I haven't calculated the phase of the volt-drop across the capacitor
But you know R and C, so you could?
fonz said:
Also, to answer your second question; in an ideal transformer the B-H curve would be linear for all values of H in other words the magnetic permeability is a true constant.
It might be best to initially focus on what is needed to set up this x-y display so with an ideal transformer your setup would be displaying a recognizable linear B-H relationship. (B=μH)
 
  • #6
fonz said:
I'm confused as to why the need for an RC load?

Reference https://www.physicsforums.com/threads/transformer-core-loss-lissajous.894511/

it has nothing to do with the transformer.

Nascent is giving you a hint by asking about phase. At risk of meddling, i'll strengthen the hint a little bit...

For the moment ignore the transformer and go to the basics of your RC circuit.
You said R is 150 K ohms. What is Xc of your 2μf capacitor at line frequency ? I wager it's small compared to 150 KΩ .
Which means the capacitor has little effect on current through the RC circuit.
Which means current through the capacitor is very nearly in direct proportion to voltage across the RC circuit;
Now, voltage across a capacitor being the integral of current through it, means what ?
It means your RC circuit makes an integrator where voltage across capacitor very nearly represents the integral of voltage applied to the RC circuit. Certainly as close to a perfect integral as you can see by eye on a 'scope screen that has probably 3% accuracy.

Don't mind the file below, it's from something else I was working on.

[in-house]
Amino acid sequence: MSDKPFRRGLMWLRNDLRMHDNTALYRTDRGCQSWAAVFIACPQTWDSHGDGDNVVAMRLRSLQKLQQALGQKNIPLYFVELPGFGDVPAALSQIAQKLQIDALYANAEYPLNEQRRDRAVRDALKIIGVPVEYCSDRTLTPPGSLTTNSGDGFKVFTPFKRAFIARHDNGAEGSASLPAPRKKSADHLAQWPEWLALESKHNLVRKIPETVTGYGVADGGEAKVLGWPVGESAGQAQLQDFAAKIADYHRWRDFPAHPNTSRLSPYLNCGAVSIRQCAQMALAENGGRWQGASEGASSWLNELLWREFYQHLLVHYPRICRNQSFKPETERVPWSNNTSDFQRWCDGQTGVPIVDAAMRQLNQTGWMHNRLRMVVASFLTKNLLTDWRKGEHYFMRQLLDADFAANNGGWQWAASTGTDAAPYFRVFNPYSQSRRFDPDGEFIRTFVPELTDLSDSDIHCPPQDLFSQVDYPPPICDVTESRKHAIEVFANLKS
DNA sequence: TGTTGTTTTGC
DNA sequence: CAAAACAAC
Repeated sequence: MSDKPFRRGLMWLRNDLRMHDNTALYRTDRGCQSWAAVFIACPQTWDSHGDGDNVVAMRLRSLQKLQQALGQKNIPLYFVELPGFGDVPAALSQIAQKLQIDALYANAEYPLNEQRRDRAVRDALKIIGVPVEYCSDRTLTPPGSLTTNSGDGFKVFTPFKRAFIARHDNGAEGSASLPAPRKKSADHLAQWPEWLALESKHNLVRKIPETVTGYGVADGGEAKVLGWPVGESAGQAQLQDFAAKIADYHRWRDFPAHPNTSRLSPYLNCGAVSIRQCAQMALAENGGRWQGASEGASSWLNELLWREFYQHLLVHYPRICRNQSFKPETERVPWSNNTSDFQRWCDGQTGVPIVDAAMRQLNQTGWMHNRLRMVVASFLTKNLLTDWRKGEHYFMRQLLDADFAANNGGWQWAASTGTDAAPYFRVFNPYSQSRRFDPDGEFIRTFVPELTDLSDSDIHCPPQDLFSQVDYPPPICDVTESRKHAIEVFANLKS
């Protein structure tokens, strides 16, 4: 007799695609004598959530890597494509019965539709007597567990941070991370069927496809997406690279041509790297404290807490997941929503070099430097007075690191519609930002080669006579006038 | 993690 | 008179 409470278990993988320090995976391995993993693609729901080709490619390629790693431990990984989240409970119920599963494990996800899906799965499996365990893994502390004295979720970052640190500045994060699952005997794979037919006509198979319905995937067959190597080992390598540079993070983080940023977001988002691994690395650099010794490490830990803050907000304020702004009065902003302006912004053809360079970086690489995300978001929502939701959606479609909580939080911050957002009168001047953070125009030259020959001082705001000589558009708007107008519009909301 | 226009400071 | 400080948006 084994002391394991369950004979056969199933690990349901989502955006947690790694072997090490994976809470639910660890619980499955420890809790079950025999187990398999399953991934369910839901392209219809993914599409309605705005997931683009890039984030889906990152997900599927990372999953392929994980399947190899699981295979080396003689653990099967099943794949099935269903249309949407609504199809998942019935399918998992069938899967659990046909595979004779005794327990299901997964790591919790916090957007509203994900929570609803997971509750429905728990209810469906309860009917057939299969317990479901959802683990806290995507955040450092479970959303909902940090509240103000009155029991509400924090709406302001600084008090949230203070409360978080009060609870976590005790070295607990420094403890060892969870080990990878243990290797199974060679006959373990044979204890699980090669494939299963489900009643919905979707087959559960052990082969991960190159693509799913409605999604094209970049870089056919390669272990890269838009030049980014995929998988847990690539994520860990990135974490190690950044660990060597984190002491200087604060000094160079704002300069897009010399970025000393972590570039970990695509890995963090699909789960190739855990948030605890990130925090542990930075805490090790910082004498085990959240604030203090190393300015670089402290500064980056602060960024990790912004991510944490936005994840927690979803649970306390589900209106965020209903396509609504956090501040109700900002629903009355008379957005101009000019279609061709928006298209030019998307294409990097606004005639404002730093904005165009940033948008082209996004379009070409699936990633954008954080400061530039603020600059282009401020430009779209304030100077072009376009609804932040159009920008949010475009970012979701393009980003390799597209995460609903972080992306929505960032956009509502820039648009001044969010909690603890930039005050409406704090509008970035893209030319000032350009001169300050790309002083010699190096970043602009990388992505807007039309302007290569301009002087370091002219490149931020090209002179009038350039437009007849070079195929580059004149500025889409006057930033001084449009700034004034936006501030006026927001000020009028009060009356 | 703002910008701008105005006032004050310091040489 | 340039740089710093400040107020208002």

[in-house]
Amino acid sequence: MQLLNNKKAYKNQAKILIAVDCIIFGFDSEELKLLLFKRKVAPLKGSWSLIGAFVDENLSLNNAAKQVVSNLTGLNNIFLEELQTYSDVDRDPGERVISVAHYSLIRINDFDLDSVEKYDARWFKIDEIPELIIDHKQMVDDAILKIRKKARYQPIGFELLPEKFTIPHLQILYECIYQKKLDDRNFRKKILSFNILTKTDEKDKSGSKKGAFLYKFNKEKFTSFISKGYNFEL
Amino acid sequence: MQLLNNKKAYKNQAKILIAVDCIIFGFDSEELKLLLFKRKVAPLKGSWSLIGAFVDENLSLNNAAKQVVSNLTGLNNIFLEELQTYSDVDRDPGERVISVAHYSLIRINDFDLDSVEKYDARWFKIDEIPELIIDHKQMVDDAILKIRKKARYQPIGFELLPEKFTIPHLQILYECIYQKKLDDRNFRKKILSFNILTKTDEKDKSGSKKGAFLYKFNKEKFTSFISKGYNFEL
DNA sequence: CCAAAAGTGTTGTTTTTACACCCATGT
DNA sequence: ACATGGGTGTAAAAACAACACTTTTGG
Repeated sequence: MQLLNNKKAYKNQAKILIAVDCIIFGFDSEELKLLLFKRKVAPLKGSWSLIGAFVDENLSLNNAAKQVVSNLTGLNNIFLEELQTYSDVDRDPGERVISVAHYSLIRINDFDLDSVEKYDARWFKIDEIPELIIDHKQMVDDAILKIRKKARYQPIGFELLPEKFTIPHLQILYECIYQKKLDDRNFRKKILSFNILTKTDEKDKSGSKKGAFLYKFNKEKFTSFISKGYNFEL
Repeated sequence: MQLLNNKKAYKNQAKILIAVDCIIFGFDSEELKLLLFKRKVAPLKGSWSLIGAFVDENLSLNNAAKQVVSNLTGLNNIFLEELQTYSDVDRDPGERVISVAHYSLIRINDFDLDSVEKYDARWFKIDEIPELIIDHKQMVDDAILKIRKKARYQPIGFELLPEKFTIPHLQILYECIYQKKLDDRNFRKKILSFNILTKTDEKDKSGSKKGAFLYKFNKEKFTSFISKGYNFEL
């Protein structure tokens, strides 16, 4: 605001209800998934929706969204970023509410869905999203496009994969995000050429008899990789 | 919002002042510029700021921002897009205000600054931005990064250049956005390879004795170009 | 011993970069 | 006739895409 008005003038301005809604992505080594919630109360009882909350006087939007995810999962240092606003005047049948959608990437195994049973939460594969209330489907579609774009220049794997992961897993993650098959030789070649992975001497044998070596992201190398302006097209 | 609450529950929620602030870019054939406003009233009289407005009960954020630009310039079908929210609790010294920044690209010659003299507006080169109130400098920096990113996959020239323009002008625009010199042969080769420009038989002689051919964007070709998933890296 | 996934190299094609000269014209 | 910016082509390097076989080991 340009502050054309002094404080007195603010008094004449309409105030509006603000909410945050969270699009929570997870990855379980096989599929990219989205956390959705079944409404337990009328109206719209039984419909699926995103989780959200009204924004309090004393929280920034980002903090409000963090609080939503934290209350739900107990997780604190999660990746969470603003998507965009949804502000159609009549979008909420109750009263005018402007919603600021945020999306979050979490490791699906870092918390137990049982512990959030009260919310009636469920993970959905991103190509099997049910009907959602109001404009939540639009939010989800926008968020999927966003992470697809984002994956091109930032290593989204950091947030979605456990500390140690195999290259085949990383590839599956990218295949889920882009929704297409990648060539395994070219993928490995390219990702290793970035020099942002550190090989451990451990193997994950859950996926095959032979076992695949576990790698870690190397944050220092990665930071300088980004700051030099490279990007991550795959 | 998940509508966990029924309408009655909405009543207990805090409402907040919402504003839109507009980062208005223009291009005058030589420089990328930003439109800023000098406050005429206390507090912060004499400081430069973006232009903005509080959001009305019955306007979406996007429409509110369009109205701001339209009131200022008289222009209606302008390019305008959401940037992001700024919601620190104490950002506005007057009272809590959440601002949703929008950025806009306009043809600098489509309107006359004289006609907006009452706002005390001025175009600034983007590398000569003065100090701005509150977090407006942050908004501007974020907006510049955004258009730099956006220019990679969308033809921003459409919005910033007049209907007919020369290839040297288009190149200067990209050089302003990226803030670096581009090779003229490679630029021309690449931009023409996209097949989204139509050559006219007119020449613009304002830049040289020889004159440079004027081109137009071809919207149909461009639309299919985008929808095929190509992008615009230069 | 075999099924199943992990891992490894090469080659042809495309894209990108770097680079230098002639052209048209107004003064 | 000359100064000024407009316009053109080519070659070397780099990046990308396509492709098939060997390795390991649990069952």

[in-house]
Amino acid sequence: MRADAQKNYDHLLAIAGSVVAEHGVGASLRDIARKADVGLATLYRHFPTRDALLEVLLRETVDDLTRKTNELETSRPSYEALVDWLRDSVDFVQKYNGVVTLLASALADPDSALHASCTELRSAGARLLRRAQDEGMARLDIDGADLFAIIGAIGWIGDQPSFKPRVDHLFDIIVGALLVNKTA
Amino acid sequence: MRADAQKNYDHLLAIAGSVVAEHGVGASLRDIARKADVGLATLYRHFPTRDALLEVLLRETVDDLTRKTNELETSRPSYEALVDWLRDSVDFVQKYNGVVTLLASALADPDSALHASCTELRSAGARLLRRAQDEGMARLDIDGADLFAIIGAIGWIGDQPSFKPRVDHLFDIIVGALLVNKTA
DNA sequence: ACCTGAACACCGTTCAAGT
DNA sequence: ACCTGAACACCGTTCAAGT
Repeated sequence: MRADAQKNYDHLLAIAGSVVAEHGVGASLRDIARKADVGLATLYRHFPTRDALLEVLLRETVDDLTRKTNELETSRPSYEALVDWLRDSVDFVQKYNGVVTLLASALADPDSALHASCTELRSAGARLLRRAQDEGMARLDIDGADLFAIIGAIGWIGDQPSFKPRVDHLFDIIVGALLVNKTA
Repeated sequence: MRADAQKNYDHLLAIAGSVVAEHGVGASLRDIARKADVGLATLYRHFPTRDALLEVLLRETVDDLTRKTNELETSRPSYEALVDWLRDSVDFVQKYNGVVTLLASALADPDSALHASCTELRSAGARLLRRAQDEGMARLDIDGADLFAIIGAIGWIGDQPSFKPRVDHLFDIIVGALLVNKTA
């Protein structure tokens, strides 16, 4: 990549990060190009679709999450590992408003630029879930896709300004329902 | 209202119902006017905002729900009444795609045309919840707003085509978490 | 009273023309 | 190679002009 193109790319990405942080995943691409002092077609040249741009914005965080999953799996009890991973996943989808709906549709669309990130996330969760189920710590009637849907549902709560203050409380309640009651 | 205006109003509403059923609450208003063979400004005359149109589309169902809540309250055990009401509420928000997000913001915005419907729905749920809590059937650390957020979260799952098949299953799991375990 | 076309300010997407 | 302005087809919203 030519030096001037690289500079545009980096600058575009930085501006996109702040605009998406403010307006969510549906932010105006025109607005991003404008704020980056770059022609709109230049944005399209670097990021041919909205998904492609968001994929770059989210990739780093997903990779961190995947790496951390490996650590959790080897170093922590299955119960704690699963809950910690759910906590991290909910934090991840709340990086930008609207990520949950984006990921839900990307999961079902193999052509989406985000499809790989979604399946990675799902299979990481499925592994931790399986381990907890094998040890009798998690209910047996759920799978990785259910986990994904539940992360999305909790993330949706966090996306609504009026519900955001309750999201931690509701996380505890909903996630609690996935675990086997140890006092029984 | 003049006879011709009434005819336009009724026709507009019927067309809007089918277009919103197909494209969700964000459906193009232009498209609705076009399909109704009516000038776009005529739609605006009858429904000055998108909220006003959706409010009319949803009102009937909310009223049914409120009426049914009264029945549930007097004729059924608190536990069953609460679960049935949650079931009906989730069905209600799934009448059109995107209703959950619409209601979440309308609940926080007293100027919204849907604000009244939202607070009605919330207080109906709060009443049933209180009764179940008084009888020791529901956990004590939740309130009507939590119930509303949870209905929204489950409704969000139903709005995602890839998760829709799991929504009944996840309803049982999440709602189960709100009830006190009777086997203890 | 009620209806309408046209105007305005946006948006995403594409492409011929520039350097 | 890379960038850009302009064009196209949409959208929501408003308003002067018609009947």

So your RC circuit is an integrator. That's the key to this homework exercise.
I can tell you from real world practical experience that an integrator is a handy tool to have when studying inductance . I've done exactly this experiment myself for studying iron cores.

So you think real practical now,
why might whoever set up this homework exercise want you to think about observing the integral of voltage?

@NascentOxygen: it's counterintuitive to beginners so i thought he needed a nudge in right direction... no offense meant...

Try it with non-sine magnetizing current, like a triangle wave...
 

Related to Transformer Core Loss Lissajous

What is transformer core loss Lissajous?

Transformer core loss Lissajous is a graph that shows the relationship between the input voltage and current of a transformer. It is used to measure the core losses in a transformer, including hysteresis and eddy current losses.

Why is transformer core loss Lissajous important?

Transformer core loss Lissajous is important because it helps us understand the efficiency of a transformer. By analyzing the shape and size of the Lissajous pattern, we can determine the amount of core losses and make necessary adjustments to improve the transformer's efficiency.

How is transformer core loss Lissajous measured?

Transformer core loss Lissajous is measured by applying a sinusoidal voltage to the primary winding of the transformer and measuring the current on the secondary winding. The resulting Lissajous pattern is then analyzed to determine the core losses.

What is the difference between hysteresis and eddy current losses?

Hysteresis losses occur due to the magnetization and demagnetization of the core material, while eddy current losses are caused by induced currents in the core material. Both types of losses contribute to the overall core loss in a transformer.

How can we reduce transformer core loss?

To reduce transformer core loss, we can use materials with lower hysteresis and eddy current losses, such as laminated silicon steel. We can also design the transformer with a tighter air gap and minimize the number of turns in the windings, which can reduce the magnetic flux and thus reduce core losses.